Under the Big Top


A Binghamtonian Makes His Hobby, of All Things, Circuses


George Barlow - Binghamton, New York 1953


George H. Barlow the third has a big name to live up to in Binghamton.  His father and grandfather and great-grandfather were all residents of Binghamton and were early engaged in the practice of realty.  The Barlow Building on Henry street stands today as a memorial to the industry of George Barlow III's ancestors and indeed the present Barlow is kept busy dealing with the property transactions of the firm established by his grandfather.

Too busy, one would think, to engage in a hobby that has turned out to be both a pleasure and, better yet, a money-making proposition. But not at all. George Barlow today is a hale and hearty fellow in his 40s, . . . when pursuing his hobby, a paint brush in his hand.  Not the kind of paint brush that draws pictures . . . just a good old paint brush, the kind that houses get decorated with.  For Mr. Barlow's hobby is circuses . . . model circuses to be exact.  He builds them (and paints them) in his spare time and manages to sell some of his efforts on the side.

Builds circuses, you say . . . and exactly what is so difficult about building circuses? Nothing, we say, if you build them out of cardboard, but George Barlow builds his of wood and steel and aluminum and canvas and rope.  What's more he builds item to scale, either five-eighths of an inch or three-fourths of an inch to every life-size foot of circus paraphernalia.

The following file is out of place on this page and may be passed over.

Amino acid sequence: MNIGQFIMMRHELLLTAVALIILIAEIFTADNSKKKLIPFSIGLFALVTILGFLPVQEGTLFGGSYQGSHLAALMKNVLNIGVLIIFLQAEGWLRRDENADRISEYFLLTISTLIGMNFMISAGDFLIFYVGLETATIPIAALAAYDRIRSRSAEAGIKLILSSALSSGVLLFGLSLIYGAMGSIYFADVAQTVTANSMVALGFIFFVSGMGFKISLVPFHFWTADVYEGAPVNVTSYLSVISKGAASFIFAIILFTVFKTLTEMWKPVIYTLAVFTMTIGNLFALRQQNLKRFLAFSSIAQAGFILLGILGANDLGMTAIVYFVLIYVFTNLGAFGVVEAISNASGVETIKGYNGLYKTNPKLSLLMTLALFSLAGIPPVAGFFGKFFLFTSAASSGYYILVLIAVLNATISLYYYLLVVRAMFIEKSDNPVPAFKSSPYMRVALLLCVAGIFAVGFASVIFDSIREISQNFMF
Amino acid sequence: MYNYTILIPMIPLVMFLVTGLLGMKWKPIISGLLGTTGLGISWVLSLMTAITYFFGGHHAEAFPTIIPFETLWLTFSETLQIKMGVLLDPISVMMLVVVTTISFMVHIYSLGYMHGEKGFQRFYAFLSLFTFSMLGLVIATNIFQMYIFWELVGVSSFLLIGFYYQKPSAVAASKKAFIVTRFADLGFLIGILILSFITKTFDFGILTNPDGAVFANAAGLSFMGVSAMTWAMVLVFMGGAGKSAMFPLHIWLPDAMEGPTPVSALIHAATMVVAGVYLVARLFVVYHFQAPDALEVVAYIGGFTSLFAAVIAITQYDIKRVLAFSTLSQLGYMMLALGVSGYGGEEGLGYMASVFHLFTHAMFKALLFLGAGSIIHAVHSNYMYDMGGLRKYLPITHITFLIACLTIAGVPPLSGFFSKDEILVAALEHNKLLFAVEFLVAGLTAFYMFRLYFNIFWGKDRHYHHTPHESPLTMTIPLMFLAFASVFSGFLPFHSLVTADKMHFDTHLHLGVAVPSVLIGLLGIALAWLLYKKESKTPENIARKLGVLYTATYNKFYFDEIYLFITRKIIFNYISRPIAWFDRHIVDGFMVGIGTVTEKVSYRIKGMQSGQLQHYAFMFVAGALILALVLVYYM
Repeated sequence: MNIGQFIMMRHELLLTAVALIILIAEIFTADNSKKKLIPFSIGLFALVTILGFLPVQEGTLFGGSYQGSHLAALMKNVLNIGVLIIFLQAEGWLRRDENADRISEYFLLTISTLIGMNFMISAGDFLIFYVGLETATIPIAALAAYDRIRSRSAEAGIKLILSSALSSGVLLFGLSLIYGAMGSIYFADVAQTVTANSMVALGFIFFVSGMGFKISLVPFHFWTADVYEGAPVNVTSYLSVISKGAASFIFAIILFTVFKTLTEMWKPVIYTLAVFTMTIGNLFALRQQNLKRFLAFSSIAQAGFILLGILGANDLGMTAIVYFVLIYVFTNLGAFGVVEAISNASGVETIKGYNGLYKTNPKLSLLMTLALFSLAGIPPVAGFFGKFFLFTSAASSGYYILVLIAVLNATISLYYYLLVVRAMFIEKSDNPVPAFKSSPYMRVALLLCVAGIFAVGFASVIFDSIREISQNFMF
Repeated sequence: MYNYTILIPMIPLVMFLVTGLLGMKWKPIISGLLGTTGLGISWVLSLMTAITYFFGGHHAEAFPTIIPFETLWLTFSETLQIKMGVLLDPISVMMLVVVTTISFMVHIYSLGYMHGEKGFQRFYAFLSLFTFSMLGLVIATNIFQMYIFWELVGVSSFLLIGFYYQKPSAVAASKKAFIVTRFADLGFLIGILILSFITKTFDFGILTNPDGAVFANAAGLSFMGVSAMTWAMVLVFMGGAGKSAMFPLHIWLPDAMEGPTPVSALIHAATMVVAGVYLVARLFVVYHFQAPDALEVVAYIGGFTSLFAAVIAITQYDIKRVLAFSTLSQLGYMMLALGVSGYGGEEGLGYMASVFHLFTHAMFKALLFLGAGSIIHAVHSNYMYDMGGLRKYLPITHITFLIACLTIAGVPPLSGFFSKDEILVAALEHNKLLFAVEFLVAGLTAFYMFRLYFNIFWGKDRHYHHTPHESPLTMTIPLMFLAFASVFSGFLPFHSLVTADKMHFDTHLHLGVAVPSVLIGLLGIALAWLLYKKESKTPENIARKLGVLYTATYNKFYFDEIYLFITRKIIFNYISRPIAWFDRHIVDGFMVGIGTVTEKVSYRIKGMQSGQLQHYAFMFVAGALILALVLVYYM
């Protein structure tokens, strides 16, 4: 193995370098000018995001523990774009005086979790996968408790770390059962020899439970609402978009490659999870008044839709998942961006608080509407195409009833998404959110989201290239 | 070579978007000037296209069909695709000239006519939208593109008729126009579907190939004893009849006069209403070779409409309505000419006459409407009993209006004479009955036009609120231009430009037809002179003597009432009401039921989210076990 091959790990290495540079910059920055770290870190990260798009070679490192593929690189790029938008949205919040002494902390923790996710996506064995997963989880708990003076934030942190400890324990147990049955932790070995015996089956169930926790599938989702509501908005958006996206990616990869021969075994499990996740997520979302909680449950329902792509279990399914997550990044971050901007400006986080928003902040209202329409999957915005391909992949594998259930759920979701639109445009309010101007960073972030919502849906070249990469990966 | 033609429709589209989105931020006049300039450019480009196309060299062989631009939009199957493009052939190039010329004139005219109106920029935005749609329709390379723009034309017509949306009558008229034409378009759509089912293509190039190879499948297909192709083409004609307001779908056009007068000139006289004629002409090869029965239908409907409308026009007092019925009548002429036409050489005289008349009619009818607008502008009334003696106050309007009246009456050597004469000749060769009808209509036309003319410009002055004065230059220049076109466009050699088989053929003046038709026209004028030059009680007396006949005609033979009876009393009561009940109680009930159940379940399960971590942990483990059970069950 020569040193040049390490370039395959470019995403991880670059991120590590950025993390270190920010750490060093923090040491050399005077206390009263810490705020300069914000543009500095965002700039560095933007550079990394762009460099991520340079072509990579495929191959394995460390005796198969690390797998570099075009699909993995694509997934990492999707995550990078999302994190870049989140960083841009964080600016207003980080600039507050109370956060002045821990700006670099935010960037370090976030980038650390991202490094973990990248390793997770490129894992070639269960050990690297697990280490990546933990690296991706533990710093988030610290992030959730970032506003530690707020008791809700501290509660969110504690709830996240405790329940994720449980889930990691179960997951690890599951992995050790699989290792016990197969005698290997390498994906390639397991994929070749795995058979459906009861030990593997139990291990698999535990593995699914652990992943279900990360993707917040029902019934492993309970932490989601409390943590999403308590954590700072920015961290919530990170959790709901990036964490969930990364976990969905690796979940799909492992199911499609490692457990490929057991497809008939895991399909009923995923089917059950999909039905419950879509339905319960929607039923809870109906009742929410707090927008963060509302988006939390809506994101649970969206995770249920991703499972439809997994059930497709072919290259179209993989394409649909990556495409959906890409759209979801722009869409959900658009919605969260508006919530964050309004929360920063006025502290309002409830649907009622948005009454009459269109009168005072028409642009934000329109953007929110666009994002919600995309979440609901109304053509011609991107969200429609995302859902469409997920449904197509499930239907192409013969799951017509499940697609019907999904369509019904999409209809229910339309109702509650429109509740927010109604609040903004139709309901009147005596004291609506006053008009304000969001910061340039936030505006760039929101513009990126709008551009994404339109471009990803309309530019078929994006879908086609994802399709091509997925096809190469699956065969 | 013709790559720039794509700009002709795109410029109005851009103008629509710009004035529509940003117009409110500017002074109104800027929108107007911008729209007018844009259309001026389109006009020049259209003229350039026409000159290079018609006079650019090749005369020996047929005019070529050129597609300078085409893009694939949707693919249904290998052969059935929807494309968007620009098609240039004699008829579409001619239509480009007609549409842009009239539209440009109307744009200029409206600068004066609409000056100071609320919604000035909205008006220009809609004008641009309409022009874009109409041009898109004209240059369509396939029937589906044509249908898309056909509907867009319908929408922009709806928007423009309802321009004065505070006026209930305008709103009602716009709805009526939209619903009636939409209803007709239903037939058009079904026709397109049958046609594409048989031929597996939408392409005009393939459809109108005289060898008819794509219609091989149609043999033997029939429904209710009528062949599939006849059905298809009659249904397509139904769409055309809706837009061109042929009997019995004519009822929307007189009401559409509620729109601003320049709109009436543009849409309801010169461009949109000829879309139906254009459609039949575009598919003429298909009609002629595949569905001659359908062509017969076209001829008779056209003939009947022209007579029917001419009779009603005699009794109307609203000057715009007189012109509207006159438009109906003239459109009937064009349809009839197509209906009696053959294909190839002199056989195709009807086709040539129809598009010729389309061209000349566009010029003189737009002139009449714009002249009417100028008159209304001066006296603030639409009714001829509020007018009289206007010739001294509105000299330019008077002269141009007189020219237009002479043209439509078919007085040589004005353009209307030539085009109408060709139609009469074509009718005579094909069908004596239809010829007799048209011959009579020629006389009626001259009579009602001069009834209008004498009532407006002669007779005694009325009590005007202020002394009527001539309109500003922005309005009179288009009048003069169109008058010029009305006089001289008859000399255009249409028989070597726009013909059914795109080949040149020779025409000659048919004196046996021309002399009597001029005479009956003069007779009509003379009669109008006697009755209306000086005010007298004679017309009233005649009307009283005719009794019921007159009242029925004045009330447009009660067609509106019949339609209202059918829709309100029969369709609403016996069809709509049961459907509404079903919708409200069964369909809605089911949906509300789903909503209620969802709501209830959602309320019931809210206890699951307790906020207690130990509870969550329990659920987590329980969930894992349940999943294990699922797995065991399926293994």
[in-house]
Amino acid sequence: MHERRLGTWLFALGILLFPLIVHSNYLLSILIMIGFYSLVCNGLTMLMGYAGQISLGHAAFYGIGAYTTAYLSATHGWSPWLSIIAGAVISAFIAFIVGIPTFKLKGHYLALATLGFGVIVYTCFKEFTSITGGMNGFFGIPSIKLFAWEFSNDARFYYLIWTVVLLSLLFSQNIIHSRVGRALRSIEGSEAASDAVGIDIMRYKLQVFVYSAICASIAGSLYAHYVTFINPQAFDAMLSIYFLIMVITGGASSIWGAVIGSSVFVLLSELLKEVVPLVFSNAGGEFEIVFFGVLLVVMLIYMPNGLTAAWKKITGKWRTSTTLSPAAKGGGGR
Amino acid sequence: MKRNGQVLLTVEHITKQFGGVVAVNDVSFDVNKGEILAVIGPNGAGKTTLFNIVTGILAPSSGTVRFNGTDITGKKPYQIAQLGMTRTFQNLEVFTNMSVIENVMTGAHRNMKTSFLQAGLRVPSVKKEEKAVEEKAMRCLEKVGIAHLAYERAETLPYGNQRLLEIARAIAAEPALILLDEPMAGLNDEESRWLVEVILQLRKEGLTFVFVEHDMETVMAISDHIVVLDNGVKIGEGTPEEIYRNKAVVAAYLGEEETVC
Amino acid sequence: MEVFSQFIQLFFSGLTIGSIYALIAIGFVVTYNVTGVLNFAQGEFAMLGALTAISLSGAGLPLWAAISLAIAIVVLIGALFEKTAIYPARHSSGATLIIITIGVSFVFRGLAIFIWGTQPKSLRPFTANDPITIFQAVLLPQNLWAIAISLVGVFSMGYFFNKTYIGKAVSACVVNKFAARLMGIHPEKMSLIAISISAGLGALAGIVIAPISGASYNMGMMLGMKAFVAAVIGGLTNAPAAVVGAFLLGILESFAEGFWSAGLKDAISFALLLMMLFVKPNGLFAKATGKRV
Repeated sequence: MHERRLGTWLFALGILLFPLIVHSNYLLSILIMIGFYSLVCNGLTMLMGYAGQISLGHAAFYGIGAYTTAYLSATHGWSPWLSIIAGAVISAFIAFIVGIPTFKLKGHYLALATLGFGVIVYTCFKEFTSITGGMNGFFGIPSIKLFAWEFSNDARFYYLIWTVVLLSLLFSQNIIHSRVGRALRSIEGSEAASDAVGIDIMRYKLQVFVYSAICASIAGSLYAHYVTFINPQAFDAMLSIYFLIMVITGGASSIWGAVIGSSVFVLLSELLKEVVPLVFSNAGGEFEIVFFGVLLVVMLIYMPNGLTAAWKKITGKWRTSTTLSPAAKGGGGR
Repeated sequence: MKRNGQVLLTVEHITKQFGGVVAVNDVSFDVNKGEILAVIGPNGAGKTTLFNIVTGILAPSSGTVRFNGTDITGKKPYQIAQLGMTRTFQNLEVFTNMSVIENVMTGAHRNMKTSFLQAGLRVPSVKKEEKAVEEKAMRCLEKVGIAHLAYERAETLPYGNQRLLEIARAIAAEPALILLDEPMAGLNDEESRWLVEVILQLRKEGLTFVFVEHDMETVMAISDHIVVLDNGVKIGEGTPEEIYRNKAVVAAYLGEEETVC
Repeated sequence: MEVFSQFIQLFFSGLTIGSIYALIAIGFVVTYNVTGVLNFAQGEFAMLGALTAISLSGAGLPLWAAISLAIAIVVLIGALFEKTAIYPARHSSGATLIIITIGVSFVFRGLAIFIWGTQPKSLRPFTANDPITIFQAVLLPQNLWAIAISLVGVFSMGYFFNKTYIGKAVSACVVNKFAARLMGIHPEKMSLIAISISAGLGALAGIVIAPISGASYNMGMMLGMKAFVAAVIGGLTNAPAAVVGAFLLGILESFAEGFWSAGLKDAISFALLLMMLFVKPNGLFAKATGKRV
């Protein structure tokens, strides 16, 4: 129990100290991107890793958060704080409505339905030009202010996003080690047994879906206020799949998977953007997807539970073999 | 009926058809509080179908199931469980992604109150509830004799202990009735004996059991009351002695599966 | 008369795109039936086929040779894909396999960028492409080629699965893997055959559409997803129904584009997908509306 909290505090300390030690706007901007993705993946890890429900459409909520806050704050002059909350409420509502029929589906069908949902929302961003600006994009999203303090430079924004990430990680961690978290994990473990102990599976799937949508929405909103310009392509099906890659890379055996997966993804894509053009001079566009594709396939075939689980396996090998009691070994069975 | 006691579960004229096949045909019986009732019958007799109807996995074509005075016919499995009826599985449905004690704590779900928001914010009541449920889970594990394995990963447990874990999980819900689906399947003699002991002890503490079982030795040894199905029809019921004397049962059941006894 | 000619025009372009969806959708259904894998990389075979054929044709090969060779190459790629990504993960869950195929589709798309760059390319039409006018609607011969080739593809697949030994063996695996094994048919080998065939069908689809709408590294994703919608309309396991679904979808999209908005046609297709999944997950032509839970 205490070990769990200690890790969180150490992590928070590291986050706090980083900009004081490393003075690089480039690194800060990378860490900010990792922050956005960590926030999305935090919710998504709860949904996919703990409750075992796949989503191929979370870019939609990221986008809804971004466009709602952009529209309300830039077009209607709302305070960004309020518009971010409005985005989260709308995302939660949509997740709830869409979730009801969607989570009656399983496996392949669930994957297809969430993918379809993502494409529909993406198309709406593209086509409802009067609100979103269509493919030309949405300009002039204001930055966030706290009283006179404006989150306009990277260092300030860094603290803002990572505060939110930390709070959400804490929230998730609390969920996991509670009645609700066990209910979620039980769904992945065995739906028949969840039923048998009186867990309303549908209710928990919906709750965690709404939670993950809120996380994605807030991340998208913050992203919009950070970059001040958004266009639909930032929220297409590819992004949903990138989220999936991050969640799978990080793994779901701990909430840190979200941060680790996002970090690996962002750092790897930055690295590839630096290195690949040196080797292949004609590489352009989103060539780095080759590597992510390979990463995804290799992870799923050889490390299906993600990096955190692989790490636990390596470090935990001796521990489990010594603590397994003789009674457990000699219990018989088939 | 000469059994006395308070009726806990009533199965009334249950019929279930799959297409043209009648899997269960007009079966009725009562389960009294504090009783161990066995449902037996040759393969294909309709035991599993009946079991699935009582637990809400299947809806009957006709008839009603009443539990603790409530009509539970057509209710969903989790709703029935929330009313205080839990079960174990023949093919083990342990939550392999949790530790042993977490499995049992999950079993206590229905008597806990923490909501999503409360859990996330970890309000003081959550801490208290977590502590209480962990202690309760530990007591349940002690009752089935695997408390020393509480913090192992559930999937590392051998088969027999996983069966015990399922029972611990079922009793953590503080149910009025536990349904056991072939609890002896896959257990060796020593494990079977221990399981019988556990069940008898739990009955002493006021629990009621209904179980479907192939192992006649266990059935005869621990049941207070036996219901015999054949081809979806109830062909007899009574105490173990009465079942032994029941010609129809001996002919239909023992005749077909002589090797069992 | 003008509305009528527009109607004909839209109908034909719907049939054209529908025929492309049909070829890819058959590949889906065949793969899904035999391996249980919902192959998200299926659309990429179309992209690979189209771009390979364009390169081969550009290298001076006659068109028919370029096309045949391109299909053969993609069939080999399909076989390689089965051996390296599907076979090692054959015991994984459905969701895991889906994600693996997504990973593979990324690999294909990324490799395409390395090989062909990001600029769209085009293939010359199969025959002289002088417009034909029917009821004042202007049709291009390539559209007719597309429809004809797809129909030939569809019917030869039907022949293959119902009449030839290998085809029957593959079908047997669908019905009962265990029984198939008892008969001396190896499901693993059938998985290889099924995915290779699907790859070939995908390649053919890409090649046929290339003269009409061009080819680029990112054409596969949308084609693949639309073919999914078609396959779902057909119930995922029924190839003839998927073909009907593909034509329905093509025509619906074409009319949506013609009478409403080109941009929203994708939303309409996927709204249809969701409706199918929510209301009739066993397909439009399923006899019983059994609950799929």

Mr. Barlow started this unusual hobby in 1926, after a more than usual boyhood interest in circuses.  He tried at first to make his models life-size but soon saw he would get nowhere doing that, so instead he turned to models.   His first models were crude affairs, following no particular style and ranging all over the place in scale.  But by 1927 he had settled down to a five-eighths scale and he had also decided, rather optimistically, to make the most complete model circus set in the United States.  About that time, he found that other amateur circus fans were extremely interested in procuring miniature tents and circus wagons, and although they were lacking in the ability to build them, they were surprisingly ready to buy them.  Nothing could have suited Mr. Barlow more, for he was discovering that building miniature circuses can be an expensive as well as absorbing hobby.  Soon he was grandly on his way, making all kinds of circus implements, from flying rigs (trapezes to you) to rolling stock.  He would keep 50 per cent of what he built and sell 50, and in that way he found that he made out just about even as far as financial outlay went.